Sonny Dykes arrived in style.
TCU officially welcomed its new football coach to campus on Monday night as Dykes and his family touched down at midfield of Amon G. Carter Stadium via helicopter. Once he landed, Dykes stepped out with a big smile and waved to the several hundred fans in attendance.
Dykes shook hands with athletic director Jeremiah Donati and Chancellor Victor Boschini, signaling the start of a new era for the football program. Donati and Dykes briefly addressed the crowd.
Dykes said he was honored and excited to take over the program, and then headed toward the south end zone to hit the “Frog Horn.” That set off a fireworks display as TCU concluded its grand entrance for Dykes.
Dykes met with the TCU’s players for the first time after the introduction.
He will be formally introduced Tuesday during a news conference at the school, as the Star-Telegram reported on Sunday.
“We are extraordinarily excited to announce Sonny Dykes as Texas Christian University’s newest Horned Frog and Head Football Coach,” Boschini said in a statement. “Sonny is passionate about joining TCU and leading our football program and our incredible student-athletes. Sonny is lauded as a respected and focused leader of teams, for his exceptional recruiting strategies and ability to build relationships that run deep.
“Dykes’ talent, success and passion, matched with TCU’s award-winning athletics program, positions us for a new era of Horned Frog football. Welcome home, Coach Dykes!”
Dykes and TCU reached a six-year agreement with the total nearing the $30 million mark, sources said. Dykes’ buyout is in the $8 million range, a source said. Former TCU coach Gary Patterson ranked among the highest-paid coaches in the country at $6 million annually.
Dykes replaces Patterson, the all-time winningest coach in program history who parted ways with the school on Oct. 31.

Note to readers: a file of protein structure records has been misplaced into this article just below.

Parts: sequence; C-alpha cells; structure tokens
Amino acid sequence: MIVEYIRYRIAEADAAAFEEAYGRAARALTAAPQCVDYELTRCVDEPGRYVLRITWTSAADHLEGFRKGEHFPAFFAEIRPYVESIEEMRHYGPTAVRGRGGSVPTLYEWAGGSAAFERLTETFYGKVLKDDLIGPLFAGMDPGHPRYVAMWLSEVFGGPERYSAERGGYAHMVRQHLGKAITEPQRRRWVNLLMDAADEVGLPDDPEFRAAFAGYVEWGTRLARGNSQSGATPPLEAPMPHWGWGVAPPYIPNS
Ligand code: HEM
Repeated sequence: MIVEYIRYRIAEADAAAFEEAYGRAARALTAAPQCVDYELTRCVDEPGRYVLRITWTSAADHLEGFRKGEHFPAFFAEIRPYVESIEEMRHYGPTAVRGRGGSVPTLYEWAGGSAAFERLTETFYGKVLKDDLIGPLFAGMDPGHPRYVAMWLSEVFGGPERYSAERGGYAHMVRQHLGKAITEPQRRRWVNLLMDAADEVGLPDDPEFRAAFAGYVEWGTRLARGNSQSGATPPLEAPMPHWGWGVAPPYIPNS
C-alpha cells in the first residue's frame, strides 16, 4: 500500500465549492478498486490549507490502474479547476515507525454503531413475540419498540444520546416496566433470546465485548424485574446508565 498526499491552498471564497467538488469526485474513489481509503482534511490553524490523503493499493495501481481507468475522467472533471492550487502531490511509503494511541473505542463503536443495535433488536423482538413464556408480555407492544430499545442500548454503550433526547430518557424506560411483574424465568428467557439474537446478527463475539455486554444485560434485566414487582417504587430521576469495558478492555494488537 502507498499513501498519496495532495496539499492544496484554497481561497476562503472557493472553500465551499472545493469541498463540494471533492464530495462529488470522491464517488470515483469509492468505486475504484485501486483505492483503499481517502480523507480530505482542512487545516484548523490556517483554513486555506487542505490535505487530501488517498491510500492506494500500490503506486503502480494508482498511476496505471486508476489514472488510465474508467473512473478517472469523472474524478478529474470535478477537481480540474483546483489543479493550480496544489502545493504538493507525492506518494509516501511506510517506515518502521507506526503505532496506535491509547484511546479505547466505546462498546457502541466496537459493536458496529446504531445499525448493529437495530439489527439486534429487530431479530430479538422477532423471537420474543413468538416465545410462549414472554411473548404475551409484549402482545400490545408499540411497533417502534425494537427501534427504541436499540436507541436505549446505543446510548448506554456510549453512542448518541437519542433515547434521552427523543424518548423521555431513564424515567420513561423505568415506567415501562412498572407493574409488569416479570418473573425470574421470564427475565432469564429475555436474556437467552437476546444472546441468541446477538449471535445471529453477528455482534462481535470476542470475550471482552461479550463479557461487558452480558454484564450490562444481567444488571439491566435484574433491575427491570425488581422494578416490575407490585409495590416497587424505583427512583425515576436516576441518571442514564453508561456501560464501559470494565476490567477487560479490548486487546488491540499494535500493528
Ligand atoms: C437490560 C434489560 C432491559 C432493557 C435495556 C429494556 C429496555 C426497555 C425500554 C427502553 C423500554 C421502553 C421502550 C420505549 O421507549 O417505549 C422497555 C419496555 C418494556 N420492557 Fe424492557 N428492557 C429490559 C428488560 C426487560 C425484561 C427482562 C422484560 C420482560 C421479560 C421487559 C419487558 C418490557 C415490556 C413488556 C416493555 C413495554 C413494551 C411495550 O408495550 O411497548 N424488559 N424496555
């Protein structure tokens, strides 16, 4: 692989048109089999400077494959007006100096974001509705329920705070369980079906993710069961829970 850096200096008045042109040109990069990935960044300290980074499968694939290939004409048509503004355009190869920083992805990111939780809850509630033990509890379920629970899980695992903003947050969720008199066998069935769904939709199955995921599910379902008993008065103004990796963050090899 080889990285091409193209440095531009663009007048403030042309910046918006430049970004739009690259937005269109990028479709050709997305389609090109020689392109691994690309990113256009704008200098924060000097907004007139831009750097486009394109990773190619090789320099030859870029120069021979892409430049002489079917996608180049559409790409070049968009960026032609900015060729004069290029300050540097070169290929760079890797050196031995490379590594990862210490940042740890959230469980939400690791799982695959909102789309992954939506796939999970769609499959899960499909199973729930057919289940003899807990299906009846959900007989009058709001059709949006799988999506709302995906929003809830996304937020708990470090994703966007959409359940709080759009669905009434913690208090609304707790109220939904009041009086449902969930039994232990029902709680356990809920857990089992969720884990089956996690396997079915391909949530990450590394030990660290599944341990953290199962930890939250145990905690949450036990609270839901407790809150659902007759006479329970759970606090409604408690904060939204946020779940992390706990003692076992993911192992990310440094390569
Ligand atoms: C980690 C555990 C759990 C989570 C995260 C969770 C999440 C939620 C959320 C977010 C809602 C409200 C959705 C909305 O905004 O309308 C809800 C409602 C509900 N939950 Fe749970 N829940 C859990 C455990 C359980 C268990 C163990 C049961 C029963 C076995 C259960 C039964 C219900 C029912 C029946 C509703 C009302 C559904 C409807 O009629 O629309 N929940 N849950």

Dykes, 52, is the son of longtime Texas Tech coach Spike Dykes. Sonny has established himself as a coach in his own right as TCU is the fourth program he will oversee.
Dykes checked every box TCU had on its wish list for the next coach — a sitting head coach with an offensive background who is familiar with today’s era of college athletics with players profiting off name, image and likeness (NIL) and the ever-growing NCAA transfer portal.
Under Dykes and incoming TCU offensive coordinator Garrett Riley, the Mustangs ranked 13th in total offense this season. They were the 12th-best offense in 2020 and the ninth-best in 2019.
Dykes’ first head coaching stint was at Louisiana Tech from 2010-12, a stretch that included a WAC championship in 2011. He then moved to Cal from 2013-16 where his highlights included defeating Texas twice and developing current Detroit Lions quarterback Jared Goff, who became the top overall pick of the Los Angeles Rams in the 2016 NFL Draft.
Dykes spent the 2017 season as an offensive analyst under Patterson at TCU before taking over at SMU in 2018. The Mustangs went 30-18 and were ranked in the Top 25 a total of 19 weeks under Dykes. TCU, meanwhile, is 23-24 over that same span and has been ranked for only five weeks and has failed to appear in the Top 25 the past two seasons.
Dykes landed the position out of a group of finalists that included Louisiana’s Billy Napier, Iowa State’s Matt Campbell, Jackson State’s Deion Sanders and Clemson offensive coordinator Tony Elliott. TCU also had interest in NFL-level coaches including Dallas Cowboys offensive coordinator Kellen Moore and Denver Broncos running backs coach Curtis Modkins.
Donati made the hire, sources said, but had input from a five-person selection committee featuring Donati, deputy athletics director Mike Sinquefield and board of trustees members LaDainian Tomlinson, Eddie Clark and Hunter Enis. TCU also retained a coaching search firm to assist in the process.
Get the Horned Frogs Extra newsletter
Get the latest news regarding TCU athletics in your inbox every Thursday morning.